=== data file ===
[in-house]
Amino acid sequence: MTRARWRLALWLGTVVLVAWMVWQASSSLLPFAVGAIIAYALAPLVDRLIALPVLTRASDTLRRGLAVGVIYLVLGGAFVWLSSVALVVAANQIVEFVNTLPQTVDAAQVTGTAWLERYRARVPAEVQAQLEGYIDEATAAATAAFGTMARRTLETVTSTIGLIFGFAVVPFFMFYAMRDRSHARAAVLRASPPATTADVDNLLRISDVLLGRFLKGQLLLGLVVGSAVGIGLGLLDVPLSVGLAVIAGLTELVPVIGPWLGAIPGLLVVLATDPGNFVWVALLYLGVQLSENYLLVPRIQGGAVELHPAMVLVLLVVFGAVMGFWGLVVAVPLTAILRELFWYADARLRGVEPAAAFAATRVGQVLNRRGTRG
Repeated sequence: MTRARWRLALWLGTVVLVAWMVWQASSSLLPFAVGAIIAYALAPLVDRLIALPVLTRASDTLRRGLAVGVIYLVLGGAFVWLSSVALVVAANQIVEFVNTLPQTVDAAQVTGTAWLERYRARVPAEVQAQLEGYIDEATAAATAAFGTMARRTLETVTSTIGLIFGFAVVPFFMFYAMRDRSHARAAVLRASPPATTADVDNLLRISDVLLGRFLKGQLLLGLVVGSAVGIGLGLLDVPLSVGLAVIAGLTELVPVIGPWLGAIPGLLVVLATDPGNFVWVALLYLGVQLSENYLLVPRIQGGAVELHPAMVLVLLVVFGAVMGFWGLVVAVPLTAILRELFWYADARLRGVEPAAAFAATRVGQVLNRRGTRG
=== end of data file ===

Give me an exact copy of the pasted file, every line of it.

[in-house]
Amino acid sequence: MTRARWRLALWLGTVVLVAWMVWQASSSLLPFAVGAIIAYALAPLVDRLIALPVLTRASDTLRRGLAVGVIYLVLGGAFVWLSSVALVVAANQIVEFVNTLPQTVDAAQVTGTAWLERYRARVPAEVQAQLEGYIDEATAAATAAFGTMARRTLETVTSTIGLIFGFAVVPFFMFYAMRDRSHARAAVLRASPPATTADVDNLLRISDVLLGRFLKGQLLLGLVVGSAVGIGLGLLDVPLSVGLAVIAGLTELVPVIGPWLGAIPGLLVVLATDPGNFVWVALLYLGVQLSENYLLVPRIQGGAVELHPAMVLVLLVVFGAVMGFWGLVVAVPLTAILRELFWYADARLRGVEPAAAFAATRVGQVLNRRGTRG
Repeated sequence: MTRARWRLALWLGTVVLVAWMVWQASSSLLPFAVGAIIAYALAPLVDRLIALPVLTRASDTLRRGLAVGVIYLVLGGAFVWLSSVALVVAANQIVEFVNTLPQTVDAAQVTGTAWLERYRARVPAEVQAQLEGYIDEATAAATAAFGTMARRTLETVTSTIGLIFGFAVVPFFMFYAMRDRSHARAAVLRASPPATTADVDNLLRISDVLLGRFLKGQLLLGLVVGSAVGIGLGLLDVPLSVGLAVIAGLTELVPVIGPWLGAIPGLLVVLATDPGNFVWVALLYLGVQLSENYLLVPRIQGGAVELHPAMVLVLLVVFGAVMGFWGLVVAVPLTAILRELFWYADARLRGVEPAAAFAATRVGQVLNRRGTRG